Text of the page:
New England Romanticism

Mrs. H.H.A. Beach: Sonata for Violin and Piano / Arthur Foote: Sonata for Violin and Piano

Joseph Silverstein, violin / Gilbert Kalish, piano

New World Records NW268

Like Clara Schumann and Fanny Mendelssohn before her, Amy Beach (or Mrs. H.H.A. Beach if you want to be patriarchal about it) was a phenomenal composer and pianist severely limited by the arbitrary obstacle of her gender. The milieu she was raised in,  mid to late 19th century New Hampshire, wasn’t much more liberating than her female forebears’ had been. In particular, the classical music world had always been totally male-dominated. A woman composer or soloist had to prove herself by being a superhumanly skillful musician. Which is exactly what Amy Beach happened to be.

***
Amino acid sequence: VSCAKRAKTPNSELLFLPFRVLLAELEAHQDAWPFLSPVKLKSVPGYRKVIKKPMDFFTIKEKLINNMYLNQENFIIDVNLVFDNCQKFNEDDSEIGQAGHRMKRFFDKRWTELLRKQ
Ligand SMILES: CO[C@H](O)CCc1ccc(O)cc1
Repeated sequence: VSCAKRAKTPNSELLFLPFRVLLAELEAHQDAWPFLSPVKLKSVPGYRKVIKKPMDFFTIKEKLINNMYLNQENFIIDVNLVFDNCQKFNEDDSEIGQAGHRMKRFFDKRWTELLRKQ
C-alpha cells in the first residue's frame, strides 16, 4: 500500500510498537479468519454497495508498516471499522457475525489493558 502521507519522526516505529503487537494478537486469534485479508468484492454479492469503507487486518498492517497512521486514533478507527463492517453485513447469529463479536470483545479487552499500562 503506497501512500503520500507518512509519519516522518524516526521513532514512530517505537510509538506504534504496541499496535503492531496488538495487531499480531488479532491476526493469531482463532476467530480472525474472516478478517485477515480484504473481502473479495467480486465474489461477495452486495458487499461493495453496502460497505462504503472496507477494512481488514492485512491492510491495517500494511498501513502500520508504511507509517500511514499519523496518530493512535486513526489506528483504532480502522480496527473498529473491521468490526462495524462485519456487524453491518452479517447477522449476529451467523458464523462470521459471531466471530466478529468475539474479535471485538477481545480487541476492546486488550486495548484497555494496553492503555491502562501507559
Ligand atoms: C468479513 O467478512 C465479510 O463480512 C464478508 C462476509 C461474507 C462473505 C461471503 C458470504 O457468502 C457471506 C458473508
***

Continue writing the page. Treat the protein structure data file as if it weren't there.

Beach, nee Cheney, born in 1867, was what we’d call a child prodigy. At the age of two she could play counter-melody like it was nobody’s business. Still in her teens, she went on to a celebrated career as a soloist, well-known for her performances of Moscheles, Mendelssohn and Chopin. Then she got married. Her new husband demanded that she rein in her busy performance schedule. So, besides her family who wished her to just settle down, she had to contend with Mr. Beach. He gave his consent for her to compose, but with the shitty stipulation that any music bear her married name. In 1896, she composed and had premiered her “Gaelic” Symphony, which did for Irish-American tunes what Dvorak had done for spirituals and New World harmonies. It was the first ever symphony by a woman.